How To Protect Yourself Against Vacation Rental Scams This Summer

Young woman staying in Pousada on vacation in Brazil, bright sunlight, looking at view.
JohnnyGreig / Getty Images

Pandemic fatigue is wearing off and Americans’ wanderlust is kicking in. Be careful, though — with summer approaching, there are renewed warnings about scams on vacation rentals and tips on what you can do to avoid them.

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New York Attorney General Letitia James said that consumers should be mindful of scammers who misrepresent rentals or list fake homes online that do not actually exist, tricking people into paying and leaving them with nowhere to stay.

“Scammers don’t take the summer off,” James said in a consumer alert. “Summer plans can quickly melt if consumers aren’t careful when they book their getaway. Vacation fraud happens every year, but there are ways to avoid it and protect yourself from getting burned. School might be out, but don’t forget to do your homework — take the time to verify the host and read online reviews to ensure that vacation rentals are real and not a dupe. All year, my office is working to protect New Yorkers’ wallets from scammers, and we encourage anyone to report this fraud to our office.”

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There are precautions you can take, however, and James offered some tips to follow before booking a rental.

First, verify the host. Make sure they have a valid address and phone number, and check that the listing has reviews and read the reviews.

“Be wary of listings on websites like Airbnb or VRBO that do not have any reviews listed. When reading reviews, check for multiple reviews that repeat the same phrases — that could be a sign that the reviews are fake,” said James.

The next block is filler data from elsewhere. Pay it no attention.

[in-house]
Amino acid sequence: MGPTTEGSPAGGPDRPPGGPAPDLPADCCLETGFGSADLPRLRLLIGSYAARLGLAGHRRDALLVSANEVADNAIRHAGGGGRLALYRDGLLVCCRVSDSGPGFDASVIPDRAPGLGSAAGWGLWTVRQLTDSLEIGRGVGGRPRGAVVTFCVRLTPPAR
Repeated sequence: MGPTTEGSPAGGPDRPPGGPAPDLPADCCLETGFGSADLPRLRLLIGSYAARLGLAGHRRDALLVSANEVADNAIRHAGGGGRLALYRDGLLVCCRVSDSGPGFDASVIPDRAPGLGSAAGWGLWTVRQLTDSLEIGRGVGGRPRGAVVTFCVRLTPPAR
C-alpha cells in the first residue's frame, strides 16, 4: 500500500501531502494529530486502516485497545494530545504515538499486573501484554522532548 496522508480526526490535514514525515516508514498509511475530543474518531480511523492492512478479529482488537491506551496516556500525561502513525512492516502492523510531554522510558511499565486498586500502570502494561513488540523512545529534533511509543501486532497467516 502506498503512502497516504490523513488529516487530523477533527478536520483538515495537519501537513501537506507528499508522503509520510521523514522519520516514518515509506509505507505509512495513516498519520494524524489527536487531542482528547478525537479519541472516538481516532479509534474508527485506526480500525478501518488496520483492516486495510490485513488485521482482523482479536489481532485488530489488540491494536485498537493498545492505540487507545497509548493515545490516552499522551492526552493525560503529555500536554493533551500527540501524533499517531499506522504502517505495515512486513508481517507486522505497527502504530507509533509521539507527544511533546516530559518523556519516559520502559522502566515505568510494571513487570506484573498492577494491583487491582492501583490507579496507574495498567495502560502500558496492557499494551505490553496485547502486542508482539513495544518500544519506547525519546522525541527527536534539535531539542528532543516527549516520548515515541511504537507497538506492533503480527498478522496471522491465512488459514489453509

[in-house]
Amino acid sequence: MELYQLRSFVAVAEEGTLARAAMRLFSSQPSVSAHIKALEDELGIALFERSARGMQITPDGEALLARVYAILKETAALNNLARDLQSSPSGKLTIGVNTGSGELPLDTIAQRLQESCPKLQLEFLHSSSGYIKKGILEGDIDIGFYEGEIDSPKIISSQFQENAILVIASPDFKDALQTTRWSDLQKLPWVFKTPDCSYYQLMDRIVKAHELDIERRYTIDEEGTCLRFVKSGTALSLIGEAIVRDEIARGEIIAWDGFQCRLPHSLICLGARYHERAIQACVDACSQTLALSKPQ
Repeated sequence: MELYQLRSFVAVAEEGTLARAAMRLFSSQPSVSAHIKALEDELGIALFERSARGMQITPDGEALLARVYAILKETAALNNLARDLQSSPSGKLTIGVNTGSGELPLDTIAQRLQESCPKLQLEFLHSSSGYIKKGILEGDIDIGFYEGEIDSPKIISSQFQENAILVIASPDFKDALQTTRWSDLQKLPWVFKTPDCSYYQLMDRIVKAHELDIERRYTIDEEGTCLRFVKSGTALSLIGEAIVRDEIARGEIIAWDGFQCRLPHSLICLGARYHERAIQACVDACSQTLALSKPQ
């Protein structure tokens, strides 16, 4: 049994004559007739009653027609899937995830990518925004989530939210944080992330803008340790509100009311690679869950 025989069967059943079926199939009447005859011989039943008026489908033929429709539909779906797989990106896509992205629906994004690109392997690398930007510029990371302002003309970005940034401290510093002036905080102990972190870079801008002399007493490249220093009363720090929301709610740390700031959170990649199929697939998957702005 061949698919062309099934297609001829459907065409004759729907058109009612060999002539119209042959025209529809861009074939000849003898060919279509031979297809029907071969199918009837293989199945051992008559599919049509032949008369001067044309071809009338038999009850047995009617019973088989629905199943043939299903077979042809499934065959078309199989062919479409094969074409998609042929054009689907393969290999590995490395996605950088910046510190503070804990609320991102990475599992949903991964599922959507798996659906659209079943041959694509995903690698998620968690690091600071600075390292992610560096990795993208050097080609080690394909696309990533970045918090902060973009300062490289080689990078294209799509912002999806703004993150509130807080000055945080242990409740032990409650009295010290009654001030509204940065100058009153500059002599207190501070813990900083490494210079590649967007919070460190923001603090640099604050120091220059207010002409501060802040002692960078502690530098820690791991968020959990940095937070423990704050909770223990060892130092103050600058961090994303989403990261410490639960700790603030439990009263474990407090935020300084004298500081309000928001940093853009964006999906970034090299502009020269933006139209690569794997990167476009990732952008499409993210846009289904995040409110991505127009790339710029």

Next, be mindful of the photos and check that they have not been stolen from another website. For example, you can use reverse image search of photos of the rental to ensure that they have not been listed on another website.

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You should also only communicate only through the listing site, as one way scammers try to trick consumers is by first posting a listing on a site like Airbnb or VRBO, and then requiring you to communicate directly with the host outside the website or app to book the listing.

Make Your Money Work for You

“Do not share your email address or phone number with the host or renter before your booking is accepted,” the consumer alert added.

Other tips include:

  • Only book with a credit card or debit card. Use verified payment sources such as a major debit or credit card, which can be traced in the event something goes wrong. One advantage of using a credit card specifically is that you have certain protections under the Fair Credit Billing Act, which allows you to dispute unauthorized charges.
  • Only make payments through the listing site. If using a site such as Airbnb or VRBO, make all payments through the site, as they may be able to refund you if you are defrauded.
  • Never make wire payments or cash payments using a wire transfer service or money transfer service such as Western Union, Money Gram, Zelle, CashApp or Venmo.
  • You may be asked to make a security deposit, but generally, you cannot be required to pay more than one month’s security deposit, which the owner can apply to cover any damages caused by you or unpaid rent. Otherwise, the owner must return the deposit to you at the conclusion of the rental.

Finally, know your rights. It is illegal for a host to deny a vacation rental to you based on your race, religion, national origin, sex, sexual orientation, gender identity, military status, disability or marital status.

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About the Author

Yaël Bizouati-Kennedy is a full-time financial journalist and has written for several publications, including Dow Jones, The Financial Times Group, Bloomberg and Business Insider. She also worked as a vice president/senior content writer for major NYC-based financial companies, including New York Life and MSCI. Yaël is now freelancing and most recently, she co-authored  the book “Blockchain for Medical Research: Accelerating Trust in Healthcare,” with Dr. Sean Manion. (CRC Press, April 2020) She holds two master’s degrees, including one in Journalism from New York University and one in Russian Studies from Université Toulouse-Jean Jaurès, France.
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